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Will Trade be Truss-ed up?

06 September 2022

By Emily Chen


Liz Truss, former International Trade Secretary and Secretary of State for Foreign, Commonwealth and Development Affairs, is now Prime Minister. It is expected that her overarching trade policy will build on her previous achievements. Some of her decisions during her previous cabinet positions, particularly tabling legislation that would empower ministers to suspend parts of the protocol, have been very contentious.  

The immediate priorities for the new Secretary of State will be to finish off what Truss started and was continued by Anne-Marie Trevelyan, who in recent weeks travelled to Australia and other countries to finalise negotiations and keep the Global Britain plates spinning. But there will be a mountain to climb with the Australian and New Zealand Trade Deals yet to be ratified by the end of the year and several other deals to be progressed including CPTPP and India. 

On the free-trade agreement with India, the fifth round of talks concluded in July this year, and a draft treaty has been composed. It is expected that this will be finalised by the end of October 2022. Similarly, momentum has been building for a potential Trade Committee meeting with CPTPP. There is an International Trade Committee meeting examining potential benefits of joining the CPTPP taking place tomorrow. Considering Truss’ brand of diplomacy being to create new alliances through trade agreements, there is a lot of pressure on these pending agreements...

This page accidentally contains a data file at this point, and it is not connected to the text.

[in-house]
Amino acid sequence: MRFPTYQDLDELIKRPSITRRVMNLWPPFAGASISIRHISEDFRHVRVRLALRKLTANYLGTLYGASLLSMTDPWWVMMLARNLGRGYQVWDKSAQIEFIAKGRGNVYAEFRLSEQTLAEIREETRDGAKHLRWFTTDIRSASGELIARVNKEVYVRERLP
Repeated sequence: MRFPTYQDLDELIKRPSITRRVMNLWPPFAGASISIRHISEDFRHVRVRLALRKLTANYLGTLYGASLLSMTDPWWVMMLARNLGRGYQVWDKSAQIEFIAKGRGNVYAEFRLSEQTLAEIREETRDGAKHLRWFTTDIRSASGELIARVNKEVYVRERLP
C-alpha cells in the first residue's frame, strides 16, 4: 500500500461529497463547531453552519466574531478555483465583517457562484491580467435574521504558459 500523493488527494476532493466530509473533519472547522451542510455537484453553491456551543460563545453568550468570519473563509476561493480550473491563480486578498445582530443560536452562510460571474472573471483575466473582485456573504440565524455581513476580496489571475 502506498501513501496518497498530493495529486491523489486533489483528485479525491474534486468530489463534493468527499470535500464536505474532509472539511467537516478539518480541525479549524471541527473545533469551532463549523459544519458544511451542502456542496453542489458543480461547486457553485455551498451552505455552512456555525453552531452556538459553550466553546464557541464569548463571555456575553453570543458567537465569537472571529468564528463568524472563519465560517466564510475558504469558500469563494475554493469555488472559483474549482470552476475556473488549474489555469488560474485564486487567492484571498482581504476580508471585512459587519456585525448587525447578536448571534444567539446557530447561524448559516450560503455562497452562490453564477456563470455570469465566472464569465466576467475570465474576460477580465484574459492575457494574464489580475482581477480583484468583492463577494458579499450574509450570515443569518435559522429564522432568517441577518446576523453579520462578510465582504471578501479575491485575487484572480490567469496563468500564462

What may be a bigger challenge, is ensuring more traditional allies are kept on side. Resolving the complex Northern Ireland situation without antagonising the EU or the USA will be the key test of this. Whilst Foreign Secretary, Truss tabled legislation that would unilaterally remove checks on goods moving from Great Britain to Northern Ireland – The Second Reading of the Bill is due to be held in the House of Lords in the coming weeks. The EU Commission warned that implementing this statute would constitute a breach of international law. Further, US President Biden warned that he felt ‘very strongly’ about the Protocol, so much so that endangering the Good Friday Agreement by doing this could warrant US retaliation.